Narragansett Project Not Ready for Prime Time Say Ocean Beach Planners

by on November 2, 2017 · 0 comments

in Ocean Beach

A project proposed for 5018 Narragansett is not ready for review, the Ocean Beach Planning Board told the developer last night at their monthly meeting. Also, no one showed for the condo project proposed for Abbott and Muir, plus the Board had a lively discussion about short term rentals and is considering asking a Board member to resign for lack of attendance.

5018 and 5018 1/2 Narragansett Project

Chair John Ambert informed the audience that an action item associated with this project on the 5000 block of Narragansett was changed to an informational item only as the Board had not received updated documents on the project. The Coastal Development Permit proposes to demolish and to remodel 2 single story units with a second story addition on each unit. This will result in a net increase of approximately 954 square feet per unit – or 1,908 square feet overall – on the .8 acre lot.

When the developer approached the Board, he said he had just met with city staff and the project supervisor. Yet, Ambert – after examining the paperwork the applicant had handed him – told him there were too many unresolved issues for the Board to take any action. “It’s premature,” Ambert said. “You need to re-submit, get your draft findings and assessment letter, then come back to the Board.” The applicant seemed confused by what he was hearing compared to what the city had told him. That’s a familiar story at these planning meetings.

Ambert pointed out the section in the paperwork that indicated applicants needed to pass through local planning committees. Board member Jane Gawronski then stated: “There’s not enough parking [in the design],” and explained the design calls for 4 bedroom and 4 parking spaces, yet according to the OB Community Plan, the project as configured is allowed only 3 spaces. Ambert said this was probably the biggest issue for the applicant.

Board members then spent some time going over the designs and making informal recommendations to the applicant. Many of the suggestions included ways he could break up the blank facades of the design. In the end, no action was taken, and the applicant now has to resolve a number of issues before returning to the OB planners.

See these drawings:

No Action on Abbott – Muir Condos

The applicant didn’t show for this project and hadn’t apparently submitted updated documents. Originally this 2-story project proposed 4 condo units and the applicant sought a variance that would allow him to build over the floor-area-ratio by installing “green building” elements. (It’s a longer and more complicated story than that – do a word search on our “search bar” and type in ‘Abbott and Muir’.) The Board nixed this effort and is waiting to review a new design calling for only 3 condos.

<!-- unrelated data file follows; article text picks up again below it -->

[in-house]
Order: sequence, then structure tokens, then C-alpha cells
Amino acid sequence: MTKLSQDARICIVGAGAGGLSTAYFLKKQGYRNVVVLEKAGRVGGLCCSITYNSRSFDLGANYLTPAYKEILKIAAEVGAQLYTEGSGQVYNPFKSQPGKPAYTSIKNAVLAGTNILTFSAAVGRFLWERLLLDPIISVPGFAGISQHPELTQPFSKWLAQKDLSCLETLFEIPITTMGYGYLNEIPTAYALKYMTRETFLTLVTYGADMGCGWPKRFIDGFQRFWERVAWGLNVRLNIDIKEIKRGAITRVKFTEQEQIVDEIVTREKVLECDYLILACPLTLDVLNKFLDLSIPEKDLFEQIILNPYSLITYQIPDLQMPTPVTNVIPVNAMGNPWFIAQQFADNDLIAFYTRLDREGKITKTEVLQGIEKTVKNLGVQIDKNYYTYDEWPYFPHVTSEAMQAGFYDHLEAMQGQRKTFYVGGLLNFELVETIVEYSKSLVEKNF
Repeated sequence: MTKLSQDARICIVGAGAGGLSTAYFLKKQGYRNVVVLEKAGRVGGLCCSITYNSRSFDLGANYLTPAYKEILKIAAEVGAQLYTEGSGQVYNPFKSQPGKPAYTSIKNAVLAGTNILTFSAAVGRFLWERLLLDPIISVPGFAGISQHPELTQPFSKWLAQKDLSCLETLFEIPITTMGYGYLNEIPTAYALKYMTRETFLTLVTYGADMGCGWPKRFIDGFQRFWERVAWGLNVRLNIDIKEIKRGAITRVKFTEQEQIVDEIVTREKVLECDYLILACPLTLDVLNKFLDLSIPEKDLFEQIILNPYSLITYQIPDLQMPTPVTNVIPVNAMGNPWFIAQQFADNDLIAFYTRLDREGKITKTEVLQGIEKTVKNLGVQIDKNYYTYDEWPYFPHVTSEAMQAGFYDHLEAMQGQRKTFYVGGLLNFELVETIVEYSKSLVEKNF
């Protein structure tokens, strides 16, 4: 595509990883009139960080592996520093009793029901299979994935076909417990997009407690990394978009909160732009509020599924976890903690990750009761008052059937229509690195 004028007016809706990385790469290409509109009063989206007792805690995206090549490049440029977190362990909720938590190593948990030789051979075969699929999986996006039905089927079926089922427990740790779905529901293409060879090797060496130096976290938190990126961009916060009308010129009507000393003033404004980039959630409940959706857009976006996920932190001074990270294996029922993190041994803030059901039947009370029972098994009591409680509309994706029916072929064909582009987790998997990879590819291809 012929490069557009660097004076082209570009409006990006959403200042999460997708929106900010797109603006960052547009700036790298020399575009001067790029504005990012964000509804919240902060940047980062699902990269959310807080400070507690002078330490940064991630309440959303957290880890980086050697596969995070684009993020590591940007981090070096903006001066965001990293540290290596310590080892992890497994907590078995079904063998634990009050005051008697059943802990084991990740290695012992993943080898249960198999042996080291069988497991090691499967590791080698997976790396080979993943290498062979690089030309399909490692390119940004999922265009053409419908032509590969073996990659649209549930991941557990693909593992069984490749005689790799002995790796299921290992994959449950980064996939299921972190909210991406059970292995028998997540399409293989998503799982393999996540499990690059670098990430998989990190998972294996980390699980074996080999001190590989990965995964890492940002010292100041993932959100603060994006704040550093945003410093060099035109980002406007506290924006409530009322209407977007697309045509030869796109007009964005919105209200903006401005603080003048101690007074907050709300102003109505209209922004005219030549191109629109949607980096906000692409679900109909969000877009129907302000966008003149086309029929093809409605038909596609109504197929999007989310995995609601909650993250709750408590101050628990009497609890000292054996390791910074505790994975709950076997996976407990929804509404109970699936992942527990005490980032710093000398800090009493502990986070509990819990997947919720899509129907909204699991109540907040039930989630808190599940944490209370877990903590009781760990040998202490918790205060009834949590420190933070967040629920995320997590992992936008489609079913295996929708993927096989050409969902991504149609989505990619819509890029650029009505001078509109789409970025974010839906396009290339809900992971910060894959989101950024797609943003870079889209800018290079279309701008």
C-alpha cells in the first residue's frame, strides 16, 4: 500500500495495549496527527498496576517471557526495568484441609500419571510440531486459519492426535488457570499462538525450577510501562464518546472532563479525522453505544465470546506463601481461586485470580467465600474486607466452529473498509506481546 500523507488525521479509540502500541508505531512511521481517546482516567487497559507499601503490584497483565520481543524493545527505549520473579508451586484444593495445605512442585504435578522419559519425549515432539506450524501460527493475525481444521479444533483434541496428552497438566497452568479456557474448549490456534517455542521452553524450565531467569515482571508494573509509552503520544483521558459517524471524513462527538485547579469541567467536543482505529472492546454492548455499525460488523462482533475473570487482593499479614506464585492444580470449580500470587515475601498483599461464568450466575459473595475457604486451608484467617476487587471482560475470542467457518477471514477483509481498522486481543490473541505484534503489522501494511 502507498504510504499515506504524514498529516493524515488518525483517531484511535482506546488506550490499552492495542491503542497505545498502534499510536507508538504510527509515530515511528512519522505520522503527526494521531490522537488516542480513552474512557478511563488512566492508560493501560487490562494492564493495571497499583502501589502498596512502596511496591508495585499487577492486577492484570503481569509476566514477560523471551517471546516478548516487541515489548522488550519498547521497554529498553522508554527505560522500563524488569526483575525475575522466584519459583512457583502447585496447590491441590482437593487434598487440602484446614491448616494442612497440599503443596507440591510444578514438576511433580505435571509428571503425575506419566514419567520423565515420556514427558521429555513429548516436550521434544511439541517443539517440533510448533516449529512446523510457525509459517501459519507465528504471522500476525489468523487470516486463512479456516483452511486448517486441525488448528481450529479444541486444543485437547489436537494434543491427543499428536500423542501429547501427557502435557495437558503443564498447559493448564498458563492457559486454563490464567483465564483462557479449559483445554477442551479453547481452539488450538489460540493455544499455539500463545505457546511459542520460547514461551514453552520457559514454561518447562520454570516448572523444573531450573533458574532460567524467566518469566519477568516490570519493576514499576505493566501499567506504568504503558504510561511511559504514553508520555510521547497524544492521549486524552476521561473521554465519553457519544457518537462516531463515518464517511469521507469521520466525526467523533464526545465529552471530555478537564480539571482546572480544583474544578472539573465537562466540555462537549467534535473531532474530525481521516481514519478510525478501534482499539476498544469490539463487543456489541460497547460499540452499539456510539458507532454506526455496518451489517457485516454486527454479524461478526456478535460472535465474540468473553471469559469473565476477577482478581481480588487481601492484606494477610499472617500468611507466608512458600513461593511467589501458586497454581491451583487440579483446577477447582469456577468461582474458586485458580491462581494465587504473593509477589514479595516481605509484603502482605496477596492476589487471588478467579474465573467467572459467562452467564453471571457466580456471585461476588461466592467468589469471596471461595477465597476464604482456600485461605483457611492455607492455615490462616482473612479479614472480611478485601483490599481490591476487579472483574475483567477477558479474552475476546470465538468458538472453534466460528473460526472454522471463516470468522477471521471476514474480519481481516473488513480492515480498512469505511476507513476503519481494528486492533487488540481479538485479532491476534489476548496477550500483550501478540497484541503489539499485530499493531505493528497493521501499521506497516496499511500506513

Board Member to Be Asked to Step Down

The Board is considering a rare move: requesting a Board member to step down for lack of attendance. Chair Ambert explained that member Richard Aguirre had missed 5 meetings out of the last 7. The Board’s bylaws call for removal of a member after failing to attend four meetings, and the issue will be placed on next month’s meeting as a noticed action item. Several Board members commented that the area Aguirre represents needs representation due to “lots of changes occurring ” in the area.

Status of Short-Term Rentals

Board members were disappointed that the October 23rd City Council meeting on vacation rentals had been cancelled at the last minute, due to a memo from the City Attorney’s Office raising legal issues with the various proposals. There was some discussion of what the Board do now, and Vice-chair Blake Herrschaft led a presentation on the effects of vacation rentals on the local housing market. The so-called Bry-Zapf proposal uses terms that need defining. The competing proposal by 4 councilmembers – including Alvarez and Ward – has also been questioned by City Attorney Elliott.

The City Council has set December 10th for the hearing (10 am in Golden Hall).  Ambert also  advised Board members and the public to attend Council Smart Growth and Land Use Committee and to put pressure on Ward and Alvarez with letters. Herrschaft – who has become somewhat of an expert on vacation rentals and who has been the most strident Board member against them (he recently penned an article at Voice of San Diego) – explained that OB has lost a thousand beds due to Airbnb and such sites, or about a loss in housing stock of about 600 units. “The  housing stock is disappearing,” he said. Herschaft complained Mayor Faulconer “is not asking or presenting any data on the crisis.” The city is not sending any info – except tax info – on how many vacation rentals exist in San Diego.

Blake and Ambert spoke of reaching out and mobilizing the community to these various meetings – “wear blue for the coast,” one of them said.  This reporter asked the Board about a “coastal exception” for the rentals but Ambert replied that neither Bry nor Zapf had bought into the concept. Conrad Wear commented that Bry and Zapf could see the “coastal exception” as an amendment or as a “last resort”.



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